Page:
C. agilis Henry, Brooks, Duelli & Johnson  (formerly Cc3 Maltese)  The range of this lively species is similar to that of Chrysoperla mediterranea, i.e., mostly southern Europe, but also found on the Azores archipelago the middle of the Atlantic Ocean.  Until recently its eastern limit was thought to be Iran, near Tehran.  However, in the winter of 2007 irrefutable specimens of this song species were collected in Fairbanks, Alaska, thousands of kilometers from the closest known population!  It was originally nicknamed "Maltese" because first collections of this species came from the island of Malta.  Shown below are three SRUs, each consisting of a single long volley of abdominal vibration, which an insect typically produces repetitively.  In a duet, the partner would insert his or her SRU between the SRUs illustrated.  As in Cc2, spikes result from the abdomen striking the substrate. 

A complete description of the species is given in Henry CS, Brooks SJ, Duelli P, Johnson JB. 2003. A lacewing with the wanderlust: the European song species 'Maltese', Chrysoperla agilis sp.n., of the carnea group of Chrysoperla (Neuroptera: Chrysopidae). Systematic Entomology 28: 131-48.

(return to TOP of Document)

C. carnea (Stephens)  (formerly Cc4 motorboat)  A very wide-ranging species, found across most of Eurasia from northern Italy north to Finland, Norway, and northern Scotland and eastward to central Russia.  Apparently absent from extreme western Europe, e.g., Spain.  It is also rare or absent from the warmest parts of southern Europe and is extremely uncommon south of the Po valley in northern Italy. Shown below are two SRUs, each consisting of many short, closely-spaced volleys of abdominal vibration.  Once entering a duet, an individual lengthens its SRU significantly, often to several minutes!  Nicknamed for the burbling or throbbing acoustic effect of the closely-spaced volleys.

The well-known but vaguely diagnosed species C. carnea (Stephens, 1835) has been shown to correspend to the Cc4 song species, based on geographic distribution, ecology, ecophysiology and adult morphology.  The arguments for this designation are given in Henry, C. S., S. J. Brooks, P. Duelli, and J. B. Johnson. 2002. Discovering the true Chrysoperla carnea (Stephens) (Insecta: Neuroptera: Chrysopidae) using song analysis, morphology, and ecology. Ann. Entomol. Soc. Am. 95(2): 172-191.

(return to TOP of Document)

C. zastrowi sillemi (Esben-Petersen)  (formerly Cc5 generator)  A widespread "nomadic" species in the Near and Middle East, from Israel in the west to Oman and beyond (see below) in the east, often but not always associated with a warm, dry climate.  As the name indicates, Cc5 from the Arabian peninsula is now considered a subspecies of C. zastrowi (Esben-P) from southern Africa (see next entry).   However, the taxonomic status of this subspecies was soon rendered uncertain.  In 2006-7, lacewings collected in southern India were found to sing the C. z. arabica song and to strongly resemble the latter in subtle morphological ways.  That finding suggests a range extension for C. z. arabica, east from Oman deep into the Indian subcontinent, where the climate is quite different.  However, the name given to "carnea-like" lacewings in India is Chrysoperla sillemi (Esben-Petersen), preserved specimens of which seem morphologically indistinguishable from C. z. arabica.  Such evidence was used to make C. z. arabica a junior synonym of C. z. sillemi (Esben-Petersen) in 2010 (documented in Henry, C. S., Brooks, S. J., Johnson, J. B., Venkatesan, T., & Duelli, P. (2010). The most important lacewing species in Indian agricultural crops, Chrysoperla sillemi (Esben-Petersen), is a subspecies of Chrysoperla zastrowi (Esben-Petersen) (Neuroptera: Chrysopidae). Journal of Natural History 44, 2543-2555.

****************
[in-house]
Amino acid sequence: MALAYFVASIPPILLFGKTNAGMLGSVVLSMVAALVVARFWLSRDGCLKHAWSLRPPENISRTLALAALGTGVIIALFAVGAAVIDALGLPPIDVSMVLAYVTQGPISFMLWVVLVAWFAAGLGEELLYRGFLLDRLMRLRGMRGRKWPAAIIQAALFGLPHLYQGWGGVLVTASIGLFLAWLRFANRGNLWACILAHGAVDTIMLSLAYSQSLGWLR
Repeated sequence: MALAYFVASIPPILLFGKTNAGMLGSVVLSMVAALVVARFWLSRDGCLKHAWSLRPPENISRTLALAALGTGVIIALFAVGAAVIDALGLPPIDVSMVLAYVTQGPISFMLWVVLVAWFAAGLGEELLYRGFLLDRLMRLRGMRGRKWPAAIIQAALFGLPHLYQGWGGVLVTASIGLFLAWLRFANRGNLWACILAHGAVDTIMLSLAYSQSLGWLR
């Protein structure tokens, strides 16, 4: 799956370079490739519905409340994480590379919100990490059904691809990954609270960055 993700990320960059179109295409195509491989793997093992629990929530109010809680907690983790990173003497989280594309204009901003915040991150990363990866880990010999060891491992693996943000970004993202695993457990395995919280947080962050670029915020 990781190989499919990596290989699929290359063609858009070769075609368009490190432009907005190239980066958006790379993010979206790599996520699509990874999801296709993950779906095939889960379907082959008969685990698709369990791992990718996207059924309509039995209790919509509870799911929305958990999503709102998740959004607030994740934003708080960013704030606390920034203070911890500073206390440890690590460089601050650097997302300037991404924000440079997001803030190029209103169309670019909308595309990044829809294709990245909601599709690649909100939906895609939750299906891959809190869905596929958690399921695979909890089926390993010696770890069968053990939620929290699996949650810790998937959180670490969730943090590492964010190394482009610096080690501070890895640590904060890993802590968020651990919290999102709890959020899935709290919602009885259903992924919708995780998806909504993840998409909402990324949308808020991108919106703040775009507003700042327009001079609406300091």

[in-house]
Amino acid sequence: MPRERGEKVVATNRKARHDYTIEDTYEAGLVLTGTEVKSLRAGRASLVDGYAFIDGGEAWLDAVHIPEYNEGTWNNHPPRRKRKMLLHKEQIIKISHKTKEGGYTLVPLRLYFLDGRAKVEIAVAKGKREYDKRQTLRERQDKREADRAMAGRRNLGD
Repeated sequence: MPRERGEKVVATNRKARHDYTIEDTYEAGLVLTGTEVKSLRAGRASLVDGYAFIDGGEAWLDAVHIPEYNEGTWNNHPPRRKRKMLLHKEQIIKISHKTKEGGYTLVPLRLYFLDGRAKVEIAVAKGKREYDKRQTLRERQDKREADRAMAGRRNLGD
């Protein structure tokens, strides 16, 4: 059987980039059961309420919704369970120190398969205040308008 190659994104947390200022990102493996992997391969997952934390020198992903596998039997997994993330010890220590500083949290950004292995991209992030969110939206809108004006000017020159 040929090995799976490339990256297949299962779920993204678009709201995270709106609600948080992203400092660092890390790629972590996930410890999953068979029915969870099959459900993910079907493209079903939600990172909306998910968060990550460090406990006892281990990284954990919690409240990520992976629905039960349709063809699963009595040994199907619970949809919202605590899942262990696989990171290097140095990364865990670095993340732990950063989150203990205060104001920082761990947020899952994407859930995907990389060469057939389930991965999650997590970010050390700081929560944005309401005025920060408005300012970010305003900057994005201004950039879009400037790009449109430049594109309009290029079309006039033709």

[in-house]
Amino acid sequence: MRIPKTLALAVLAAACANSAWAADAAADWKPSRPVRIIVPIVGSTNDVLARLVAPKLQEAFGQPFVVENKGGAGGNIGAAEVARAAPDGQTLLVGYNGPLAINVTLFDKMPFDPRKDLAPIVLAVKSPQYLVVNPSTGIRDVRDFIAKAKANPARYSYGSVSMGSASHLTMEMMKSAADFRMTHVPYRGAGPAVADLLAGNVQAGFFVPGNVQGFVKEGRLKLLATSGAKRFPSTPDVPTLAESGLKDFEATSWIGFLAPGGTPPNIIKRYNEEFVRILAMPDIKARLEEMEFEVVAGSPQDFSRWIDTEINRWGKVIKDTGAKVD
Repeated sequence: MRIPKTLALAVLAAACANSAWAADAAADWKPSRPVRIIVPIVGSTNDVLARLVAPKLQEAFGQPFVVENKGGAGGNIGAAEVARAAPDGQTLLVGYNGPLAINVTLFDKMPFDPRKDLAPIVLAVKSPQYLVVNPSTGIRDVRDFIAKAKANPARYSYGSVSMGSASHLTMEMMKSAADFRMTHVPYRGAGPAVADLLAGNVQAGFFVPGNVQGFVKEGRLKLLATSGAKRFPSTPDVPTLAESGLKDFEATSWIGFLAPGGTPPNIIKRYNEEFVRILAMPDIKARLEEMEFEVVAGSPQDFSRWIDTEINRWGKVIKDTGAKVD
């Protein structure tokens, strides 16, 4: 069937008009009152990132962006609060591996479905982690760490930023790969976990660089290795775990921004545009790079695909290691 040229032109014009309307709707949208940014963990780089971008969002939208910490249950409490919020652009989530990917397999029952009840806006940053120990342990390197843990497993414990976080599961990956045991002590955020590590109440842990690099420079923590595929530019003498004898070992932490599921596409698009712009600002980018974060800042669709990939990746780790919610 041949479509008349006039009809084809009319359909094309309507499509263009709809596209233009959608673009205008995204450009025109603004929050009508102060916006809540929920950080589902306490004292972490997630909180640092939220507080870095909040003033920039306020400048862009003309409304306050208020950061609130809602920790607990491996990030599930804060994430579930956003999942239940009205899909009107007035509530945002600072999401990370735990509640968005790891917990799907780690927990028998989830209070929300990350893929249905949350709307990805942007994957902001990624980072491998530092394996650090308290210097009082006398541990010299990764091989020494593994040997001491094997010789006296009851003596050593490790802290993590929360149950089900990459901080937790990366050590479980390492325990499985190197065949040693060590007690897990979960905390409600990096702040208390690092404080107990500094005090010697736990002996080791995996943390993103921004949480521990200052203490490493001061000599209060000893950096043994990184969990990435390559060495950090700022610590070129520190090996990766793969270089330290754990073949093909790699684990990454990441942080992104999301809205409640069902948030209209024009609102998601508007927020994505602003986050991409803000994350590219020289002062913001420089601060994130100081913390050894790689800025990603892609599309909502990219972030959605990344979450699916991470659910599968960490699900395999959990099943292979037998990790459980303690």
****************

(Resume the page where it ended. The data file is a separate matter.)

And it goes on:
Shown below are six SRUs, each consisting of a single long volley of abdominal vibration, which an insect typically produces repetitively.  In a duet, the partner would insert his or her SRU between the SRUs illustrated, resulting in a slower tempo of volley repetition.  Originally nicknamed for the tone-generator purity of its acoustical signal.

A complete description of this subspecies is found in Henry CS, Brooks SJ, Duelli P, Johnson JB. 2006. Courtship song of the South African lacewing Chrysoperla zastrowi (Esben-Petersen) (Neuroptera: Chrysopidae): evidence for a trans-equatorial geographic range? Journal of Natural History 40: 2173-95.

(return to TOP of Document)


AFRICAN SONG SPECIES:

Chrysoperla zastrowi (Esben-Petersen)  This is (apparently) the only member of the carnea group that occurs south of the equator.  It has been considered to be an Afro-tropical species, ranging broadly across the African continent from Sudan in the north to the southernmost Cape.  It has also been collected from Ascension Island, in the northern South Atlantic Ocean.  However, recent evidence (see previous entry) suggests that C. zastrowi includes at least two song variants, which are now recognized as subspecies.  C. zastrowi zastrowi is the nominate form from southern Africa discussed here; a second subspecies is C. zastrowi sillemi, described above.  Shown below are four SRUs of South African C. zastrowi, each consisting of a single very long volley of abdominal vibration, which an insect typically produces repetitively.  In a duet, the partner  inserts his or her SRU between the SRUs illustrated, resulting in a slower tempo of volley repetition -- exactly as seen in C. z. sillemi   In fact, except for the greater length of each volley and greater spacing between the volleys, the song of C. z. zastrowi is very similar to that of C. z. sillemi  It is expected that songs of intermediate phenotype will be found in the vast region between South Africa and the Arabian Peninsula.

A publication describing C. zastrowi is listed under the section above about C. zastrowi sillemi (Cc5 generator).




NORTH AMERICAN SONG SPECIES: